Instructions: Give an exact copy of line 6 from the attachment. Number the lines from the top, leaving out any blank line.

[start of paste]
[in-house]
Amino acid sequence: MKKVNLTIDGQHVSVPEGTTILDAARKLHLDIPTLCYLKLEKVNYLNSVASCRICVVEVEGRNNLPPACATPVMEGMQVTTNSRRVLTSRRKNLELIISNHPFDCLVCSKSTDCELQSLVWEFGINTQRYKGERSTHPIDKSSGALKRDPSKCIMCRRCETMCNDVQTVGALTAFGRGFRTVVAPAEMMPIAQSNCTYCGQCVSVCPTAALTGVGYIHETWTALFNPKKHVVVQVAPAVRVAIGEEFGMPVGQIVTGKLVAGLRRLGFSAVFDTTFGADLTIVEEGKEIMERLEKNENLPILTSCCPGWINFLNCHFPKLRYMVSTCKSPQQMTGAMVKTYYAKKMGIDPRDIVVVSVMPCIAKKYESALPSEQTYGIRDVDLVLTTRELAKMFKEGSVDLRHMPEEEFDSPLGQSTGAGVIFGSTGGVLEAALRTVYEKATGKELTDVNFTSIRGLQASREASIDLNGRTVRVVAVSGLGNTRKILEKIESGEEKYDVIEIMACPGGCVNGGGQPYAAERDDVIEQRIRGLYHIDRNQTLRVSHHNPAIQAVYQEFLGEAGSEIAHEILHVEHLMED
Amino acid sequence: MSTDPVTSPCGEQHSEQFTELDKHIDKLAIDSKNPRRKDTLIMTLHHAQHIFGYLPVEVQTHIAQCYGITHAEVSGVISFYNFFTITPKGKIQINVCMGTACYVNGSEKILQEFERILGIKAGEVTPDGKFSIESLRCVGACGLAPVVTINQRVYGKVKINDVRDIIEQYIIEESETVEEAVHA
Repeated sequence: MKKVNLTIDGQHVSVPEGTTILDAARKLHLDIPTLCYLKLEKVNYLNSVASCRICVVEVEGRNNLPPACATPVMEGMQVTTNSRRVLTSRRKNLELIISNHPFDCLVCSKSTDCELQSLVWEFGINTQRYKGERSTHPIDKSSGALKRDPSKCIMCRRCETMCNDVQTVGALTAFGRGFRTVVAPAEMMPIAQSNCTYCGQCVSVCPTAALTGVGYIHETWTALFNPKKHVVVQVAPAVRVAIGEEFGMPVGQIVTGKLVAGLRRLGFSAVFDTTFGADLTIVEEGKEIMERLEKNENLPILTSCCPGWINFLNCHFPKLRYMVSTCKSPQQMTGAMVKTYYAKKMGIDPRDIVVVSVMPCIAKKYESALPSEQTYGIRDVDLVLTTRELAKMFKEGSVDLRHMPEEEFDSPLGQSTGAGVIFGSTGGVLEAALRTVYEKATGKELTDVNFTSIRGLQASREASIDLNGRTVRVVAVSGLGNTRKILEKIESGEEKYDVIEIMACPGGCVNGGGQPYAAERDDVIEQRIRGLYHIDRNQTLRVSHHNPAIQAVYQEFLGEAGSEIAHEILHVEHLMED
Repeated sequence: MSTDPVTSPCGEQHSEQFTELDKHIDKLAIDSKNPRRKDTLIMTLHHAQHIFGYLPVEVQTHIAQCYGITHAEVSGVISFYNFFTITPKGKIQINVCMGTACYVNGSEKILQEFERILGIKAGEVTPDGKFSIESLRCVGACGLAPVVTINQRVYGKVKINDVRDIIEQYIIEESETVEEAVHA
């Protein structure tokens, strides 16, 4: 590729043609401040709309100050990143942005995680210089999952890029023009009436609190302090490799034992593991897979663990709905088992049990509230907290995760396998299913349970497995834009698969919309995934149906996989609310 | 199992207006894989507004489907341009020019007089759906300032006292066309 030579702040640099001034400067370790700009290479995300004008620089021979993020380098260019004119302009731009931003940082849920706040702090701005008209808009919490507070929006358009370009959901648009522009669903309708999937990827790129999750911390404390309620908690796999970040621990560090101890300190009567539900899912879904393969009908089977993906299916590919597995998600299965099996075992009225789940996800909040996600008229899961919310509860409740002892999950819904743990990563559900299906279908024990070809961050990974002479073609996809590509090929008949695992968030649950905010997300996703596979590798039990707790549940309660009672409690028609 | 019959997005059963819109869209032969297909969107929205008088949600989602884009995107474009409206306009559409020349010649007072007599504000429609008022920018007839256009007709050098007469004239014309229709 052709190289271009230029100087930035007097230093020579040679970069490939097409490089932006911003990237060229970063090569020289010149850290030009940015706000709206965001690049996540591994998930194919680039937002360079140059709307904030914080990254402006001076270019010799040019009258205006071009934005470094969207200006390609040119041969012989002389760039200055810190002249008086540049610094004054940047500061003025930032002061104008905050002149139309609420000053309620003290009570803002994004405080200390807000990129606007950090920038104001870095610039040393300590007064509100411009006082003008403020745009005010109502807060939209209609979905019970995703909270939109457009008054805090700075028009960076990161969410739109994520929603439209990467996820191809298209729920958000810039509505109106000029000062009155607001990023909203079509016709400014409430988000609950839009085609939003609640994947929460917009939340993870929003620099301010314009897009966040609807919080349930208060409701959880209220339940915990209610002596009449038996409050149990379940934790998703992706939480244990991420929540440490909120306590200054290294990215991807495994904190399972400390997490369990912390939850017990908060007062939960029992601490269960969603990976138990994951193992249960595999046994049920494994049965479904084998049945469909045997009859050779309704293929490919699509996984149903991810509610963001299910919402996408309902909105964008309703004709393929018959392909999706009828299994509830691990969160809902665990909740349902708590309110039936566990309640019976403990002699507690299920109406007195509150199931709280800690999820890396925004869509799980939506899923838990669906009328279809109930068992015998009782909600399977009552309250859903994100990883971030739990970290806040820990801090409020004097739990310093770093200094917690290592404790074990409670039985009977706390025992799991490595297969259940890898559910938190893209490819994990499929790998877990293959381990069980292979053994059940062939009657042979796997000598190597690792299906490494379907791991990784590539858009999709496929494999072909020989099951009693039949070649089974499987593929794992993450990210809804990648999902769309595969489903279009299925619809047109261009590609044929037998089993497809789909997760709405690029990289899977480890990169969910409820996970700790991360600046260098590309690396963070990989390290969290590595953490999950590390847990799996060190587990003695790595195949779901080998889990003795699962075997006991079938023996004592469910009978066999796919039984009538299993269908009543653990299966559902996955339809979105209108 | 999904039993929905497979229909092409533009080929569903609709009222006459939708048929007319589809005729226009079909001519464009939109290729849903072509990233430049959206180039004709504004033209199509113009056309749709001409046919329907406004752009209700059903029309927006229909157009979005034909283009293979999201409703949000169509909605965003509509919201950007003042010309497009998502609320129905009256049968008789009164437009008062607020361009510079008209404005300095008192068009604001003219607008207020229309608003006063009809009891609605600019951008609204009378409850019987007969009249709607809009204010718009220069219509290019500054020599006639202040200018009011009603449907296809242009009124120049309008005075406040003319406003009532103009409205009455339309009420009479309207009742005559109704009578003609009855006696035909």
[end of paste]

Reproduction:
């Protein structure tokens, strides 16, 4: 590729043609401040709309100050990143942005995680210089999952890029023009009436609190302090490799034992593991897979663990709905088992049990509230907290995760396998299913349970497995834009698969919309995934149906996989609310 | 199992207006894989507004489907341009020019007089759906300032006292066309 030579702040640099001034400067370790700009290479995300004008620089021979993020380098260019004119302009731009931003940082849920706040702090701005008209808009919490507070929006358009370009959901648009522009669903309708999937990827790129999750911390404390309620908690796999970040621990560090101890300190009567539900899912879904393969009908089977993906299916590919597995998600299965099996075992009225789940996800909040996600008229899961919310509860409740002892999950819904743990990563559900299906279908024990070809961050990974002479073609996809590509090929008949695992968030649950905010997300996703596979590798039990707790549940309660009672409690028609 | 019959997005059963819109869209032969297909969107929205008088949600989602884009995107474009409206306009559409020349010649007072007599504000429609008022920018007839256009007709050098007469004239014309229709 052709190289271009230029100087930035007097230093020579040679970069490939097409490089932006911003990237060229970063090569020289010149850290030009940015706000709206965001690049996540591994998930194919680039937002360079140059709307904030914080990254402006001076270019010799040019009258205006071009934005470094969207200006390609040119041969012989002389760039200055810190002249008086540049610094004054940047500061003025930032002061104008905050002149139309609420000053309620003290009570803002994004405080200390807000990129606007950090920038104001870095610039040393300590007064509100411009006082003008403020745009005010109502807060939209209609979905019970995703909270939109457009008054805090700075028009960076990161969410739109994520929603439209990467996820191809298209729920958000810039509505109106000029000062009155607001990023909203079509016709400014409430988000609950839009085609939003609640994947929460917009939340993870929003620099301010314009897009966040609807919080349930208060409701959880209220339940915990209610002596009449038996409050149990379940934790998703992706939480244990991420929540440490909120306590200054290294990215991807495994904190399972400390997490369990912390939850017990908060007062939960029992601490269960969603990976138990994951193992249960595999046994049920494994049965479904084998049945469909045997009859050779309704293929490919699509996984149903991810509610963001299910919402996408309902909105964008309703004709393929018959392909999706009828299994509830691990969160809902665990909740349902708590309110039936566990309640019976403990002699507690299920109406007195509150199931709280800690999820890396925004869509799980939506899923838990669906009328279809109930068992015998009782909600399977009552309250859903994100990883971030739990970290806040820990801090409020004097739990310093770093200094917690290592404790074990409670039985009977706390025992799991490595297969259940890898559910938190893209490819994990499929790998877990293959381990069980292979053994059940062939009657042979796997000598190597690792299906490494379907791991990784590539858009999709496929494999072909020989099951009693039949070649089974499987593929794992993450990210809804990648999902769309595969489903279009299925619809047109261009590609044929037998089993497809789909997760709405690029990289899977480890990169969910409820996970700790991360600046260098590309690396963070990989390290969290590595953490999950590390847990799996060190587990003695790595195949779901080998889990003795699962075997006991079938023996004592469910009978066999796919039984009538299993269908009543653990299966559902996955339809979105209108 | 999904039993929905497979229909092409533009080929569903609709009222006459939708048929007319589809005729226009079909001519464009939109290729849903072509990233430049959206180039004709504004033209199509113009056309749709001409046919329907406004752009209700059903029309927006229909157009979005034909283009293979999201409703949000169509909605965003509509919201950007003042010309497009998502609320129905009256049968008789009164437009008062607020361009510079008209404005300095008192068009604001003219607008207020229309608003006063009809009891609605600019951008609204009378409850019987007969009249709607809009204010718009220069219509290019500054020599006639202040200018009011009603449907296809242009009124120049309008005075406040003319406003009532103009409205009455339309009420009479309207009742005559109704009578003609009855006696035909």